On learning to write

Those who have been paying attention will recall that I am a self-taught writer.  I have no degrees in Creative Writing, nor English, Literature, or any of the rest.  I learned, first, by reading; and I learned, later, by doing.  This is not to say that one ever stops learning by reading, and most especially by doing, but there was, in my case, a certain progression.  I read until my brain had absorbed. . .Enough, and then I moved on to Phase II.

Which is where I, and every other writer, if they’re honest, resides for the entirety of their professional lives.

So this morning I decided to revisit one of the stories that inspired me — a story that I still aspire to equal, some day.

I was a little afraid that it would not be as wonderful — as brightly perfect — as I recalled, as it’s been some years since my most recent re-read.

The story is still wonderful, and I am, as yet and still, only an egg.

Here’s a link:  Srendi Vashtar, H.H. Munro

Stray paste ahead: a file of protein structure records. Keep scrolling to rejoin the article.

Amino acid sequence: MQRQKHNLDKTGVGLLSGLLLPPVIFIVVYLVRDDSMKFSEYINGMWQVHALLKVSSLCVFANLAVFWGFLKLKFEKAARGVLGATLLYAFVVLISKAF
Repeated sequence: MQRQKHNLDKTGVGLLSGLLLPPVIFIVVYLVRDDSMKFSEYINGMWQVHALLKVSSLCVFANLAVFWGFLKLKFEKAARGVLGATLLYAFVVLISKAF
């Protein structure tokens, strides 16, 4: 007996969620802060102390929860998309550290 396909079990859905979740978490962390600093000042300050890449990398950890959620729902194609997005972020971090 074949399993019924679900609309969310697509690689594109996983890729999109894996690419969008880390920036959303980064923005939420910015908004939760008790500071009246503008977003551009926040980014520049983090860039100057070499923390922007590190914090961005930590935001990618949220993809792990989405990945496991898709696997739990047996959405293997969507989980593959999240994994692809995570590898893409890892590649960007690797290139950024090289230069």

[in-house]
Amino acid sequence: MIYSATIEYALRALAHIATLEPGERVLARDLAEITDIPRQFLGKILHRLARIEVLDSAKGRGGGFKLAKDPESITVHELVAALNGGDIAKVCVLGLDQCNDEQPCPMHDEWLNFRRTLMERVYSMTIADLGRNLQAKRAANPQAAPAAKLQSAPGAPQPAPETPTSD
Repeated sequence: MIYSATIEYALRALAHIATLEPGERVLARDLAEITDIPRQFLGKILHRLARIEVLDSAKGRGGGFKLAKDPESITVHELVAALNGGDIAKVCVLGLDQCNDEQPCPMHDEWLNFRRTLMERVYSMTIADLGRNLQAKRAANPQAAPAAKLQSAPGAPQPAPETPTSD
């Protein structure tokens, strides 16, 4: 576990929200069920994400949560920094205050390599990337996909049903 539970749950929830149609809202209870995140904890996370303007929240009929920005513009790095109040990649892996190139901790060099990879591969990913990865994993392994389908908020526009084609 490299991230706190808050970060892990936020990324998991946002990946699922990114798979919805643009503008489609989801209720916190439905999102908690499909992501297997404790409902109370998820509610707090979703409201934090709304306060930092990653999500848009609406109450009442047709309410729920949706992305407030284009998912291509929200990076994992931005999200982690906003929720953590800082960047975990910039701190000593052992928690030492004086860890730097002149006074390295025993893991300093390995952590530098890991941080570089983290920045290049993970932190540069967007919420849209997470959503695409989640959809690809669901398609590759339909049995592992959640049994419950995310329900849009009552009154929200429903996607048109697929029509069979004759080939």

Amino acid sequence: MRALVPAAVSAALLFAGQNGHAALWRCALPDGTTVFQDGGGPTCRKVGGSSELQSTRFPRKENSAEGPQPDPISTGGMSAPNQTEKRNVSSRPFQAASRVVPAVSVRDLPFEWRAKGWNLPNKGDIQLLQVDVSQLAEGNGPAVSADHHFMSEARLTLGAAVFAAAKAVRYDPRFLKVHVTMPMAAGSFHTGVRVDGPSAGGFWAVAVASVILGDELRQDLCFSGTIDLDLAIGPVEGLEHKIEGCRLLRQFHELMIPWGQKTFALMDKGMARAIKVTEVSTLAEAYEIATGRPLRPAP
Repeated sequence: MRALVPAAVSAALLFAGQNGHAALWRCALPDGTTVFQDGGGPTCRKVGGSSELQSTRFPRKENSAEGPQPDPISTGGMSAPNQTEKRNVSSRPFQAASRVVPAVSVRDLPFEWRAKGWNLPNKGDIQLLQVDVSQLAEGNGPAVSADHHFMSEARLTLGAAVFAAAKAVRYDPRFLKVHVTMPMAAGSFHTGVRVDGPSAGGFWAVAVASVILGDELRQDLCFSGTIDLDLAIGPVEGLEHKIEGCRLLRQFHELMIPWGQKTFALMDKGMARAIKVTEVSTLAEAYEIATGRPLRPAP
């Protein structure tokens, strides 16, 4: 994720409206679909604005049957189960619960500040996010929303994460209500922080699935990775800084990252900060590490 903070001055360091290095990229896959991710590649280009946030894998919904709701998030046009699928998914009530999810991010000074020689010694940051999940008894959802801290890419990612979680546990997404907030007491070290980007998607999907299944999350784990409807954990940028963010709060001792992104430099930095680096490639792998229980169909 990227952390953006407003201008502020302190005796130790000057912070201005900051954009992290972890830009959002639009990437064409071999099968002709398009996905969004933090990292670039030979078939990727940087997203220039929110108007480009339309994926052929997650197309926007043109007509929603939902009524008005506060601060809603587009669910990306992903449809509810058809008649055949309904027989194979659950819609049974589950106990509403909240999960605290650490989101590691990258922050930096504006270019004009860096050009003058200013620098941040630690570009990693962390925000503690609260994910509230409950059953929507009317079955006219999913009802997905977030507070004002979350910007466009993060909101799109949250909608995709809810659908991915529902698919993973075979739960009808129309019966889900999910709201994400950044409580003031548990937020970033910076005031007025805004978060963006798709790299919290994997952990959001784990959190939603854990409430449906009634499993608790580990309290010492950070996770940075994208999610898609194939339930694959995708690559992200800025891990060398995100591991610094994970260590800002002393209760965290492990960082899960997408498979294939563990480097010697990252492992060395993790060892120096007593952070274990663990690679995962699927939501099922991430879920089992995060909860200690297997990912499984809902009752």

You’re welcome.


5 thoughts on “On learning to write”

  1. Very interesting short story. I have never seen in before. The cadence of the sentences, the eloquent word choices, and the nature in the revealing of facts is strongly reminiscent of Liaden tales. Or vice versa.

  2. “Srendi Vashtar” is not one of Saki’s (HH Munro). . .most celebrated stories. People tend to reprint/teach/admire “The Open Window,” which to my mind is a blunt instrument, where “Srendi…” is a thin, sharp knife.

  3. Thank you for another wonderful experience. You might appreciate that one of my early mentors, the late great Walter S. Campbell (aka Stanley Vestal) who established the Professional Writing courses at the University of Oklahoma, steadfastly refused until almost the end of his life to provide a degree of any sort to those who studied under his tutelage. “Editors buy only what they like,” he maintained, “and no degree means anything to them.” He never claimed to teach anyone how to write — only that he could trim 10 years from their apprenticeship. And many if not most of his students, including myself, sported national sales while still in his classes.

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